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The Best of Twelve Nights In Hollywood (Live At the Crescendo)

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Editors’ Notes

These recordings capture Fitzgerald at what many of her fans consider the apex of her vocal prowess. The songs were culled from ten nights of performances at the Crescendo Club in Hollywood in 1961 (as well as a couple of shows in 1962). A month following these recordings she would record her most critically celebrated album on Verve Records, Clap Hands, Here Comes Charlie! with a jazz quartet led by Bud Powell disciple Lou Levy (who plays piano here). Other recordings from Fitzgerald’s same residency at the Crescendo were immediately released in 1961 under the title Ella In Hollywood, but to the benefit of stalwart jazz music completionists, this collection does not repeat any of those tracks, nor "Ol' Man Mose" and "Bill Bailey," the ensuing singles birthed from her 1962 stay. Her bouncy take on “Ac-cent-tchu-ate the Positive” serves as a starting point for her outstanding scat-singing talent which can be better exemplified in Frank Loesser’s “On a Slow Boat to China,” where she scats a call-and-response with the guitar. But her cute Louis Armstrong impression on “Mack the Knife” takes the cake.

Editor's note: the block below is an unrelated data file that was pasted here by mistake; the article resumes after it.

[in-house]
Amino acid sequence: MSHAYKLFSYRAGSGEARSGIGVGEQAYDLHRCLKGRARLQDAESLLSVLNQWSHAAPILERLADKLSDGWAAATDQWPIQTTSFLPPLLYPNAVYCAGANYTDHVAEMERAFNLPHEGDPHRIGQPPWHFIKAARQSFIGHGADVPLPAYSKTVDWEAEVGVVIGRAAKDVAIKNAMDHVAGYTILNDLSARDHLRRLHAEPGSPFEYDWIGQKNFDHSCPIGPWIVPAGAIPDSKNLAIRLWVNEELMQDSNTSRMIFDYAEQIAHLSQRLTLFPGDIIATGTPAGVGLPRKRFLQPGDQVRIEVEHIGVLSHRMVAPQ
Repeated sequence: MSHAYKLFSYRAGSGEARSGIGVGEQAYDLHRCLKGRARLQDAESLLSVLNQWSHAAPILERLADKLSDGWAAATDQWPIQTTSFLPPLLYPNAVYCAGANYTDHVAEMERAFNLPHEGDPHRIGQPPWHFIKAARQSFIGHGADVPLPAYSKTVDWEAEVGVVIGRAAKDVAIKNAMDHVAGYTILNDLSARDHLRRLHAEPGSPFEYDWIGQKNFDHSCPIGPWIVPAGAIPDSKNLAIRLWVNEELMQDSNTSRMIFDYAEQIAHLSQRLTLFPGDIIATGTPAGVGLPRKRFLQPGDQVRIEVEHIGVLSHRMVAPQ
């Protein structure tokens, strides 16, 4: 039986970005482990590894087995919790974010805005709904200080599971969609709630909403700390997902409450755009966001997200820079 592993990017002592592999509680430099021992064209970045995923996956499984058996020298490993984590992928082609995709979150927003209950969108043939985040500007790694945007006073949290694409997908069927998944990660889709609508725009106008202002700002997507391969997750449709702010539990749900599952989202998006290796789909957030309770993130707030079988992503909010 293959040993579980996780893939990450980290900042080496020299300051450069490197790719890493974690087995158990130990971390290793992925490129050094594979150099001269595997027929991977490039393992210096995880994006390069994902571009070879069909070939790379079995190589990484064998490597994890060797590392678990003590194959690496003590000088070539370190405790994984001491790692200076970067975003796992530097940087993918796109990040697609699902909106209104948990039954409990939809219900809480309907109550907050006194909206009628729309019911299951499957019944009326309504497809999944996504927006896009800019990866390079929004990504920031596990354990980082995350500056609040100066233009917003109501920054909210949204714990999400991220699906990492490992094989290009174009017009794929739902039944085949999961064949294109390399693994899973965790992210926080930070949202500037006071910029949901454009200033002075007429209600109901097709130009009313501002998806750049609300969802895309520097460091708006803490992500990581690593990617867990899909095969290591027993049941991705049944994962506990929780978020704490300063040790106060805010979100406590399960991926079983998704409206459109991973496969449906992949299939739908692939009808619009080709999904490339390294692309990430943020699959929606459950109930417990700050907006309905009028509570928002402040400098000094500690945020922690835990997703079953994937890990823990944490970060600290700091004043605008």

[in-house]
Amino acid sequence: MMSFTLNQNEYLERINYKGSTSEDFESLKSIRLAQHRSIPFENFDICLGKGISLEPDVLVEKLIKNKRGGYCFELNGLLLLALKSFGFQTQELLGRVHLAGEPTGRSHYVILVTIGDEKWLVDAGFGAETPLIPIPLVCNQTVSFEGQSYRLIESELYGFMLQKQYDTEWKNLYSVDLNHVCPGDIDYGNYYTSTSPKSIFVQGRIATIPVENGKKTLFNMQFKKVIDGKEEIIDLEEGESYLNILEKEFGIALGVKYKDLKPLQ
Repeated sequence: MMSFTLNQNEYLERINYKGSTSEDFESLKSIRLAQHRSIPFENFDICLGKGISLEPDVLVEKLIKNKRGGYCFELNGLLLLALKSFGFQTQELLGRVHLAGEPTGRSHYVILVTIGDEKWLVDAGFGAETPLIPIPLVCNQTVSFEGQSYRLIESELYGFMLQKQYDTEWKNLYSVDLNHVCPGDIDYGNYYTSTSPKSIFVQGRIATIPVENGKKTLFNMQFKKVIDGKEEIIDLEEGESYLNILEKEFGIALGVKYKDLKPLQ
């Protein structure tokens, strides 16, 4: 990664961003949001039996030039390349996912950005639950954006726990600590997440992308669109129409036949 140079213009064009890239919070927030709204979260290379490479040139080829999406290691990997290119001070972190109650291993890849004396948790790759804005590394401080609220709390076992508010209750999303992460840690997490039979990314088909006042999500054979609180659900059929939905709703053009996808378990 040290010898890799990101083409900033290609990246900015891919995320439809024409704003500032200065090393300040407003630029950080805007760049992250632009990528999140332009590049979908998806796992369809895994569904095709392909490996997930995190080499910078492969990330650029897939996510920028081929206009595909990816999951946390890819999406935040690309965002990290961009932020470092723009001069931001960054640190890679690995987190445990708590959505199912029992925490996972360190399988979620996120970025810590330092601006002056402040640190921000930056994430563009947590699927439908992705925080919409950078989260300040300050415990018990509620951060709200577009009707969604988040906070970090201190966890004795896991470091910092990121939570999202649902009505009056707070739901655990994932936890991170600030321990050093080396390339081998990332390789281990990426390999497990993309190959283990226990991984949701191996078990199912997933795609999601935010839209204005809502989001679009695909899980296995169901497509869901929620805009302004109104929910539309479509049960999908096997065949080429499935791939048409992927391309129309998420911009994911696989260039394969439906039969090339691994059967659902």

Customer Reviews

The real thing

There is truly no one like Ella! Her voice has such joy, who wouldn't love it? ;)


Greatest jazz singer I ever heard :-)

The Best Of 12 Nights In Ho0llywood

I sound like the old fart I used to shake my head at, but NOBODY in the last 100 years can carry Ella's torch and I'm damn lucky I grew up listening to Ella, Sarah and Mel Torme. Those 3 will NEVER be matched and as a kid my father played 1st Tenor Sax in most of the bands at The Circle Star, Venetian Room, etc. where they performed in the SF Bay Area.. Stayed awake till he got home as a little kid in the 60's waiting for him to say how much fun it was to play for such great and NICE people!


Born: April 25, 1917 in Newport News, VA

Genre: Jazz

Years Active: '30s, '40s, '50s, '60s, '70s, '80s, '90s

"The First Lady of Song," Ella Fitzgerald was arguably the finest female jazz singer of all time (although some may vote for Sarah Vaughan or Billie Holiday). Blessed with a beautiful voice and a wide range, Fitzgerald could outswing anyone, was a brilliant scat singer, and had near-perfect elocution; one could always understand the words she sang. The one fault was that, since she always sounded so happy to be singing, Fitzgerald did not always dig below the surface of the lyrics she interpreted...
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